Magazine article Diverse Issues in Higher Education

Dollar$ and Sense: Higher Education Stakeholders Express Concern That Many NCAA Division I Institutions Prioritize Athletics Revenue over Student Learning and Degree Completion

Magazine article Diverse Issues in Higher Education

Dollar$ and Sense: Higher Education Stakeholders Express Concern That Many NCAA Division I Institutions Prioritize Athletics Revenue over Student Learning and Degree Completion

Article excerpt

[ILLUSTRATION OMITTED]

When fans of intercollegiate basketball see the month of arch approach, they know it's time for the near-marathon round of March Madness when the best of the nation's college basketball teams square off in a battle to the finish for the NCAA Division I championship.

It's the month when basketball powerhouses seek to reaffirm their status and unknown schools and players become overnight basketball legends.

Overshadowed by the fan enthusiasm and newspaper and television cameras is the largely ignored and sobering fact that many of these celebrated Division I basketball players will never graduate or play professionally. These players, increasingly a person of color over the past decade, make up the embarrassing downside of NCAA basketball, a situation largely ignored by the academic leaders who count on revenue from intercollegiate sports, especially basketball and football, to fuel their athletic programs.

"I just absolutely resent the fact that too many universities just use these athletes. They don't help them become students," says Secretary of Education Arne Duncan. "They just use them (the students) to make money for the university, use them up, don't help them get a degree, and they (the student athletes) leave with nothing to show for it," says Duncan. Duncan has repeatedly called NCAA and member schools to task over what he and other critics describe as an unacceptable level of commitment to the education of student-athletes.

Duncan's tough language is backed by volumes of research in the past decade by a variety of groups advocating a greater balance between academic and athletic achievement. The groups range from the Knight Commission on Intercollegiate Athletics, a Knight Foundation-funded panel that has advocated changes in college athletics, to the Institute for Diversity and Ethics in Sport, a University of Central Florida research center headed by Dr. Richard Lapchick. The institute tracks academic performance and graduation rates among student-athletes at major colleges that are bowl and tournament bound.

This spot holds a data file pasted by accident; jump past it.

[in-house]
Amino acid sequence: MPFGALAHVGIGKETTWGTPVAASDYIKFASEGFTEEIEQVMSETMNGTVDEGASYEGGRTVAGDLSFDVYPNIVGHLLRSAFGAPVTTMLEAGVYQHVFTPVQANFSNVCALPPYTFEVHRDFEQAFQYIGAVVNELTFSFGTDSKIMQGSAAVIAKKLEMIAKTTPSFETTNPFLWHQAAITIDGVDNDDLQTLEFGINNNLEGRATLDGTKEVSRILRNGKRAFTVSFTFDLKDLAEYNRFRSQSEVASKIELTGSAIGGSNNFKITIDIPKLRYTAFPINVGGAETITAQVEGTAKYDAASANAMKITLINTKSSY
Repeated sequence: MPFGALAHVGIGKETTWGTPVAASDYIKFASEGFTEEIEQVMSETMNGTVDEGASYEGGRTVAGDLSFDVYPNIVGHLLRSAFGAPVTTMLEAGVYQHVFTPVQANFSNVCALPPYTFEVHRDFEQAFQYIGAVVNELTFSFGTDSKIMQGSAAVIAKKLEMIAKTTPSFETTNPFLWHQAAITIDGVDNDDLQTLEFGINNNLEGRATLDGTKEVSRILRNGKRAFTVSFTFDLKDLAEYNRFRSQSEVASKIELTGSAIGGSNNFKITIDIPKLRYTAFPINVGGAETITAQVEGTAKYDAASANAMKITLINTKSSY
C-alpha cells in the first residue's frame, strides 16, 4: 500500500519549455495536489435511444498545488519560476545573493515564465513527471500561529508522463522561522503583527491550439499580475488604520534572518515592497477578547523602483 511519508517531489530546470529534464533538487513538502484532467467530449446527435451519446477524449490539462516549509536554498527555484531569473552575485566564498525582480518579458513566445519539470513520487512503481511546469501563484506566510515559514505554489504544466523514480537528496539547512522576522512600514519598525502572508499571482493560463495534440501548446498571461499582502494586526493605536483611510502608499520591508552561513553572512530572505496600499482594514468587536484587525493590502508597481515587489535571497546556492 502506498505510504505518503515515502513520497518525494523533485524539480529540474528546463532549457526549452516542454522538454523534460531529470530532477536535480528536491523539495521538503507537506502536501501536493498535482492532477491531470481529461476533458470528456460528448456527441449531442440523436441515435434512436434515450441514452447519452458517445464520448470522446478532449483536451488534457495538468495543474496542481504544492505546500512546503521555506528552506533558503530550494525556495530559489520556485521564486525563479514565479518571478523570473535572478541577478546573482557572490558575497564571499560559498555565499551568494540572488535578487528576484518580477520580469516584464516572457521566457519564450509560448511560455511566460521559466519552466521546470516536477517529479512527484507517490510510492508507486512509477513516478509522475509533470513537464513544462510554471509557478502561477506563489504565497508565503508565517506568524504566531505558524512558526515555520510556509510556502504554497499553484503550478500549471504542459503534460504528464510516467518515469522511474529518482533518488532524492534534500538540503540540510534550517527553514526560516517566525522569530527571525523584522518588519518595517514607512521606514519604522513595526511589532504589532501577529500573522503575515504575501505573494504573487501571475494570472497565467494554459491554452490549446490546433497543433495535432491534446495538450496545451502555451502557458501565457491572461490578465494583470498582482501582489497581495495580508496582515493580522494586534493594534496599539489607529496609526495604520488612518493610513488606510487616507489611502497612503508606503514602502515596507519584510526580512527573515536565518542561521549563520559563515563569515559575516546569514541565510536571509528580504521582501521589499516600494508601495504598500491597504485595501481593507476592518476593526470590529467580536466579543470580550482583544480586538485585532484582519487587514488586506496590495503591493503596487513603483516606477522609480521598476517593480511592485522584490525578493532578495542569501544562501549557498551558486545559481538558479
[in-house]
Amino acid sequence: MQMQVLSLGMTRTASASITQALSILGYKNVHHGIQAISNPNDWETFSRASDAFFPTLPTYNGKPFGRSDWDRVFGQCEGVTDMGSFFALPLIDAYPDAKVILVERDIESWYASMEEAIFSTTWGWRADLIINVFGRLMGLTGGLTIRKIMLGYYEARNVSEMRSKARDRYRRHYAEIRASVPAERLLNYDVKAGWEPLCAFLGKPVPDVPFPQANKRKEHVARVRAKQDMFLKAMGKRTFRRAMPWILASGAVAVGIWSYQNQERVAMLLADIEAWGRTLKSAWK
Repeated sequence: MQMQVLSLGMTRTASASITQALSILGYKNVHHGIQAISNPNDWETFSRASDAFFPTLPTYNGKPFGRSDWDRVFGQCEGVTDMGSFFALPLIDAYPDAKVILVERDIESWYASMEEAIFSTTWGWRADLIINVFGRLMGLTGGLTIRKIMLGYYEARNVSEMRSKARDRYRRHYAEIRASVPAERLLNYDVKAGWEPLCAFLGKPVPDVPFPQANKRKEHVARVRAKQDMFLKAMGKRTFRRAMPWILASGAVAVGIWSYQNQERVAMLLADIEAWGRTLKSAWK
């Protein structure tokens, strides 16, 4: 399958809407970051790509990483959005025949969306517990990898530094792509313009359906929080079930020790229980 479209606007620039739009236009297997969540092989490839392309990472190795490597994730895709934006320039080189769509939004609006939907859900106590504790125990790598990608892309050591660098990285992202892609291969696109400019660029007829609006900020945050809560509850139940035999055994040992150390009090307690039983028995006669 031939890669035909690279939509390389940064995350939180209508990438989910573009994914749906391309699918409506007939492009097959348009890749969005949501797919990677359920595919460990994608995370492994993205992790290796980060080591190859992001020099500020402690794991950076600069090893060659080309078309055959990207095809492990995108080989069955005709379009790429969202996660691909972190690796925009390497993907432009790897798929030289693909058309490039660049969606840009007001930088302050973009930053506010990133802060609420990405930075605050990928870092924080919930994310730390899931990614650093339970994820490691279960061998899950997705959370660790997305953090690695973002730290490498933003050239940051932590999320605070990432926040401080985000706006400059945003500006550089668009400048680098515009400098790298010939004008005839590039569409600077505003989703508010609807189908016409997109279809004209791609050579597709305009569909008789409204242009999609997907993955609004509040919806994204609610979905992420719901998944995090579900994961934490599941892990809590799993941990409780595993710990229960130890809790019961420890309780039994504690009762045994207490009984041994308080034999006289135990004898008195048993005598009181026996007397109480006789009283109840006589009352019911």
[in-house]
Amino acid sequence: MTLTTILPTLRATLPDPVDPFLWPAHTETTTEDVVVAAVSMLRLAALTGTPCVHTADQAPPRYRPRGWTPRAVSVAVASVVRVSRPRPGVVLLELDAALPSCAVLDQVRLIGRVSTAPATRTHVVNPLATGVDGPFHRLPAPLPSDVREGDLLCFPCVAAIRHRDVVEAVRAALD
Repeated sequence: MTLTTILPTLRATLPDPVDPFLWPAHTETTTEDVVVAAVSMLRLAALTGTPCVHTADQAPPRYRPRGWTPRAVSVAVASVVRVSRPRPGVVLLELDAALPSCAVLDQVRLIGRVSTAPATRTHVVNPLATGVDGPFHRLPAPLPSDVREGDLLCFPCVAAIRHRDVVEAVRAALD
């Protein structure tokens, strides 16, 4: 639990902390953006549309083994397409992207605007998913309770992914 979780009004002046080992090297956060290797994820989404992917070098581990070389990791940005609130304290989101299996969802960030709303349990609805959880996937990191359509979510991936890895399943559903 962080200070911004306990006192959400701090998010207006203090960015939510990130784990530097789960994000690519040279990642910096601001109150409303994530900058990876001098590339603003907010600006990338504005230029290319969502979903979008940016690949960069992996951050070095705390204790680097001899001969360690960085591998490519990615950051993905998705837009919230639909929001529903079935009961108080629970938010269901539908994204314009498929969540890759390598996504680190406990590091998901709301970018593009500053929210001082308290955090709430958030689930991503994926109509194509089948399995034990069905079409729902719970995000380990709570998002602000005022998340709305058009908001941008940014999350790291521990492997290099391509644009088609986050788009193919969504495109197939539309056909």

For several years, the institute has conducted annual studies of the graduation success rates, or GSR, and academic progress rates, or APR, of NCAA Division I men's basketball tournament-bound teams, among other segments of men's athletics and women's basketball.

In its most recent report on men's teams in the March 2011 March Madness NCAA basketball tournament, the institute found a 66 percent graduation rate for all male basketball student-athletes, two points higher than the findings of its study a year earlier. The study determined that among White players there was a 91 percent graduation rate, while Black players had a 59 percent graduation rate. The study also found the graduation-by-race gap widening year after year, as the rate of graduation for Whites continues to rise at a much faster pace than that for Blacks.

In separate data gathered by the NCAA, the graduation rate for men's basketball players at most HBCUs was even worse.

In commenting on his institute's March 2011 report, Lapchick said, "The report presents good news about the overall graduation rates, which continue to rise for both White and African-American basketball student-athletes. APR also rose.

"However, the staggering gap between the graduation rates of African-American and White student-athletes grew by four percentage points to an even more unacceptable 21 percent," Lapchick continues. "This was the third successive year the gap grew from 22 percent in 2009 to 28 percent in 2010 to the current 32 percent."

Achievement gap woes

Members of the academy offer a range of explanations for the graduation rate news. Many freshmen enter college underprepared and find the demands to produce in sports activities and in class simply overwhelming, they note. The students' poor grades eliminate them, even in cases where teachers have tried to help. …

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